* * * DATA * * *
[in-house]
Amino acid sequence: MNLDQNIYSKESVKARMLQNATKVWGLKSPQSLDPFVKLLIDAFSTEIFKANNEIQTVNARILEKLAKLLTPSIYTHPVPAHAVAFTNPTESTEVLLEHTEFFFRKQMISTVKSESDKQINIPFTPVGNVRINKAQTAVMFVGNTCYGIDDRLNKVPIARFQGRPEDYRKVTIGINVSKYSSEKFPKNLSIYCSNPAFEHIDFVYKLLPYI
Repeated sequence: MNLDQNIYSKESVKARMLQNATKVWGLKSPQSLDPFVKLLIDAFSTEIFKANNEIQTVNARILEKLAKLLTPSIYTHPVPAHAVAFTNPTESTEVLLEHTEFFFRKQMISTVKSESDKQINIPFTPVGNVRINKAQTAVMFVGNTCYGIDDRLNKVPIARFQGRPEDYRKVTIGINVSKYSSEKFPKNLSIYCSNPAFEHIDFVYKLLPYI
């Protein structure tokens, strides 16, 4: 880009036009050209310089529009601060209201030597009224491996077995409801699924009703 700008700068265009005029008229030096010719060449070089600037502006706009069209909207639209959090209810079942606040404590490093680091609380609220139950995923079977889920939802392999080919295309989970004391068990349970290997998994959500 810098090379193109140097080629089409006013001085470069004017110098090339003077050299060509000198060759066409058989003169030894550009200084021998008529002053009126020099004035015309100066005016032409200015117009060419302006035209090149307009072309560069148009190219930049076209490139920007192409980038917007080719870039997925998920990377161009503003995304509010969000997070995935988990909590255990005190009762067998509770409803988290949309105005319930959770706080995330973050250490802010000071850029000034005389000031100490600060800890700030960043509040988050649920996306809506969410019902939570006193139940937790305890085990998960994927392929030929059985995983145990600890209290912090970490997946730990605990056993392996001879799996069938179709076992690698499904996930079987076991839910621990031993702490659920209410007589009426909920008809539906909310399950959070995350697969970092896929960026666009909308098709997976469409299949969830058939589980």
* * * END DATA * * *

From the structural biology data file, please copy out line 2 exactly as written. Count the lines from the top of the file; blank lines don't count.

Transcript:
Amino acid sequence: MNLDQNIYSKESVKARMLQNATKVWGLKSPQSLDPFVKLLIDAFSTEIFKANNEIQTVNARILEKLAKLLTPSIYTHPVPAHAVAFTNPTESTEVLLEHTEFFFRKQMISTVKSESDKQINIPFTPVGNVRINKAQTAVMFVGNTCYGIDDRLNKVPIARFQGRPEDYRKVTIGINVSKYSSEKFPKNLSIYCSNPAFEHIDFVYKLLPYI